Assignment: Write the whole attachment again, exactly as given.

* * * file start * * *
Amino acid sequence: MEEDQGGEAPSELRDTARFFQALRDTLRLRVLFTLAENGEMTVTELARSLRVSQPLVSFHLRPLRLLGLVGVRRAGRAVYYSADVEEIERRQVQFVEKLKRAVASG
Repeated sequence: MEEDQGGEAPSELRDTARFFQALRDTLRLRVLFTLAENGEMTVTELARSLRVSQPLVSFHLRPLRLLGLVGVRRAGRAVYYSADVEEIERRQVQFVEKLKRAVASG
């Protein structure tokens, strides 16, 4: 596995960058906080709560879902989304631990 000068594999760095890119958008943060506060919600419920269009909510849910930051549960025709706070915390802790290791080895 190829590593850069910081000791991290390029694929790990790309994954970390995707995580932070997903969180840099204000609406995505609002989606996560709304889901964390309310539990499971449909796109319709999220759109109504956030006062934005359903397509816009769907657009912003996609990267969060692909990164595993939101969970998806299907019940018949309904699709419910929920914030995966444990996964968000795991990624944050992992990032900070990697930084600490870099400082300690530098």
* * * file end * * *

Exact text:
Amino acid sequence: MEEDQGGEAPSELRDTARFFQALRDTLRLRVLFTLAENGEMTVTELARSLRVSQPLVSFHLRPLRLLGLVGVRRAGRAVYYSADVEEIERRQVQFVEKLKRAVASG
Repeated sequence: MEEDQGGEAPSELRDTARFFQALRDTLRLRVLFTLAENGEMTVTELARSLRVSQPLVSFHLRPLRLLGLVGVRRAGRAVYYSADVEEIERRQVQFVEKLKRAVASG
């Protein structure tokens, strides 16, 4: 596995960058906080709560879902989304631990 000068594999760095890119958008943060506060919600419920269009909510849910930051549960025709706070915390802790290791080895 190829590593850069910081000791991290390029694929790990790309994954970390995707995580932070997903969180840099204000609406995505609002989606996560709304889901964390309310539990499971449909796109319709999220759109109504956030006062934005359903397509816009769907657009912003996609990267969060692909990164595993939101969970998806299907019940018949309904699709419910929920914030995966444990996964968000795991990624944050992992990032900070990697930084600490870099400082300690530098």